Jones v. Flowers: an Essay on a Unified Theory of Procedural Due Process

JurisdictionUnited States,Federal
CitationVol. 40
Publication year2022


Creighton Law Review

Vol. 40


When the history of the United States Supreme Court in the early twenty-first century is written, Jones v. Flowers(fn1) will not be celebrated as one of the Court's great achievements. The stakes were small as Supreme Court cases go and its direct precedential relevance limited. But latent in the Court's reasoning is a theme that if fully developed could bring all of procedural due process under one banner to the benefit of constitutional jurisprudence and the practical administration of civil cases.

The whole matter began humbly enough as Supreme Court cases often do. In 1967 Gary Jones bought a house in Little Rock, Arkansas.(fn2) He lived there a long time with his wife.(fn3) In 1993 they separated, and Jones moved out to an apartment but continued to pay the mortgage on the house.(fn4) Of course, as long as he had a mortgage, he had an escrow account that paid the property taxes.(fn5) But after he paid off the mortgage in 1997, there was no escrow account to pay the taxes and nobody did.(fn6) Maybe Jones forgot or did not know he had to pay the taxes; the record does not say.

After three years of not getting tax payments, the Commissioner of State Lands attempted to notify Jones of the delinquency and what he could do about it. The Commissioner did so by sending a certified letter to the address of the house, which seemed like a sensible enough course of action and was required by the relevant statutes.(fn7) Nobody at the address signed for the letter and nobody appeared at the Post Office to claim it within fifteen days.(fn8) So it was returned unopened to the Commissioner.(fn9)

Two years after the letter was returned to sender, the Commissioner placed a notice of public sale of the property in the local pa-per.(fn10) Unsurprisingly, Jones did not see it, and the sale went forward with no bidders.(fn11) The Commissioner then negotiated a private sale to Linda Flowers.(fn12) The Commissioner then sent another certified letter to Jones - this one informing him of his right to redeem the property - at the address of the house, but it too went unclaimed.(fn13) Flowers then purchased the house for just over $20,000, which was about $60,000 under its market value.(fn14) Flowers then brought a suit to evict the occupants of the house, including Jones's daughter, who was actually served with process in the eviction action.(fn15) Realizing that something serious was afoot, the daughter then notified Jones.(fn16) Jones brought suit in Arkansas state court to set aside the sale on the grounds that the efforts at notifying him did not comport with the constitutional requirement of due process.(fn17)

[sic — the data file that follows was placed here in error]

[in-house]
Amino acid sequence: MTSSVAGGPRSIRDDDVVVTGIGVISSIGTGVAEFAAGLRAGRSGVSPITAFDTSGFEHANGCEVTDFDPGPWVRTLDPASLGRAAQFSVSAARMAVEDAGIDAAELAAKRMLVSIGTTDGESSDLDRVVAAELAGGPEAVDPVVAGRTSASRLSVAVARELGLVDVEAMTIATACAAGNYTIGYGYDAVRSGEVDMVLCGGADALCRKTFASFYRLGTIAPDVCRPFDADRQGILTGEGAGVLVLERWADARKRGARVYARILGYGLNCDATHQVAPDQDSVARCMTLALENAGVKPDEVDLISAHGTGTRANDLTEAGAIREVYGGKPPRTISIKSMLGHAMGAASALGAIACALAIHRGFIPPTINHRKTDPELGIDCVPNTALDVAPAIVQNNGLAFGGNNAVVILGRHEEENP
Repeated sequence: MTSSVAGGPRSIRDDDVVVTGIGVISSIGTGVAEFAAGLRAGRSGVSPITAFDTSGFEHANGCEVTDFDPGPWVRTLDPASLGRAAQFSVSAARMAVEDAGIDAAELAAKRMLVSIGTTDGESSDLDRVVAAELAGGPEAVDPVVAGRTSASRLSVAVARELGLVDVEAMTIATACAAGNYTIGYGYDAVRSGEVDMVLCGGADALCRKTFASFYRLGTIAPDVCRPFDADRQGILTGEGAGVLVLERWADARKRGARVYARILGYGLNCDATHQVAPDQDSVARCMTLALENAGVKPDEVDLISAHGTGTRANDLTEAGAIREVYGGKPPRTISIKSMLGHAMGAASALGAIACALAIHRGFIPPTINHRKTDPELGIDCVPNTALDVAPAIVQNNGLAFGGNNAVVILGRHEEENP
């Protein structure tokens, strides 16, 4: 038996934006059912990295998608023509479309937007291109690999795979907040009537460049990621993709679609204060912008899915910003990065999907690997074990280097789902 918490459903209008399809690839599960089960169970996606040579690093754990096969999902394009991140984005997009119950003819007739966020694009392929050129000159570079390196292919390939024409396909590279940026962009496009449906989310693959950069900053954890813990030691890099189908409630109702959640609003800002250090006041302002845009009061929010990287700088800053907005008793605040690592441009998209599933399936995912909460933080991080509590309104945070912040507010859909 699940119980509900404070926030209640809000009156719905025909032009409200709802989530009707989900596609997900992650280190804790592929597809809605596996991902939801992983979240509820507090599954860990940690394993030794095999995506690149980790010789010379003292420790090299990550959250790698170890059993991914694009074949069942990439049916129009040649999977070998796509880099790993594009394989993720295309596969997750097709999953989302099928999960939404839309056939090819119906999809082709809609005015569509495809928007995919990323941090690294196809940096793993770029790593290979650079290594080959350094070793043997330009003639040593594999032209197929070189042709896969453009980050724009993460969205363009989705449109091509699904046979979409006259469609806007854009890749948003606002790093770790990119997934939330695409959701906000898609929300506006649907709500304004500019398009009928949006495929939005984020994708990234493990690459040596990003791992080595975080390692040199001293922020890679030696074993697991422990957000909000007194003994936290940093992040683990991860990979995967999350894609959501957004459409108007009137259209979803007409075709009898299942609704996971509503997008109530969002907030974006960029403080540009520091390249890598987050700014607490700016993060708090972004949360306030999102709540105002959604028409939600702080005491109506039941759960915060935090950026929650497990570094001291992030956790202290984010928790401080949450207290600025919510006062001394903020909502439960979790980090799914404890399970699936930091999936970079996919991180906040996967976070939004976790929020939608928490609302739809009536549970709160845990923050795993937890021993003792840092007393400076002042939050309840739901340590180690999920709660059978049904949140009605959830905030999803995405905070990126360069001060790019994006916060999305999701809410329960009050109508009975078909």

Students of civil procedure can hardly avoid seeing the ironic parallels between Jones and the almost 140-year-old decision in Pennoyer v. Neff.(fn18) In Pennoyer, the case most often thought to link due process and jurisdiction,(fn19) Marcus Neff (played by Gary Jones in this case) discovered his land sold to Sylvester Pennoyer (played by Linda Flowers in this case) to pay off a debt that was only a small fraction of the value of the land.(fn20) Like the victorious Neff of several generations ago, Jones too would win on due process grounds. Moreover, as I shall argue below, the Jones case could perhaps prove to be a significant link in the chain that binds due process back together after it began an unraveling in the wake of Pennoyer.

The key question in Jones was whether the efforts to notify him of the sale met the constitutional standard articulated in Mullane v. Central Hanover Trust Co.(fn21) In Mullane, the seminal notice case, the Court held that the constitutional minimum is to provide "notice reasonably calculated, under all the circumstances, to apprise interested parties of the pendency of the action and afford them an opportunity to present their objections."(fn22) While this flexible formulation might have been some comfort to Jones, the specific application of it in the Mullane case seemed to create a safe harbor rule for notification by mail.(fn23) Because of the reasonable certainty of accurate delivery of first-class mail, the Mullane Court held that its use satisfies due process assuming that the interested party's address can be learned relatively easily.(fn24)

That formulation might have been sufficient to resolve the case against Jones, because the Commissioner made two separate efforts to notify him by mail. Indeed, that was essentially the tack taken by the Jones dissent.(fn25) But the nagging problem was that the letters had not actually notified Jones, and the Commissioner knew or should have known this as they were twice returned undelivered.(fn26) While it would be impracticable to have a due process standard that required certain success of notification, the majority was troubled by a scheme that - at least in Jones's case - ended in certain failure.(fn27)

The Court colorfully made this point by analogizing the attempts at notification in Jones to the Commissioner preparing a stack of notices and then seeing "the departing postman accidentally drop[] the letters down the storm drain."(fn28) As the majority pointed out, nobody who actually wanted the interested party to find out about the action "would simply shrug his shoulders as the letters disappeared and say 'I tried.'"(fn29) In fact, a person actually desirous of giving notice would surely follow up. And "especially . . . when . . . the subject matter of the letter concerns such an important and irreversible prospect as the loss of a house."(fn30) In a case such as this, in which the Commissioner had "unique" information that Jones had not been notified, the majority concluded that reasonable...

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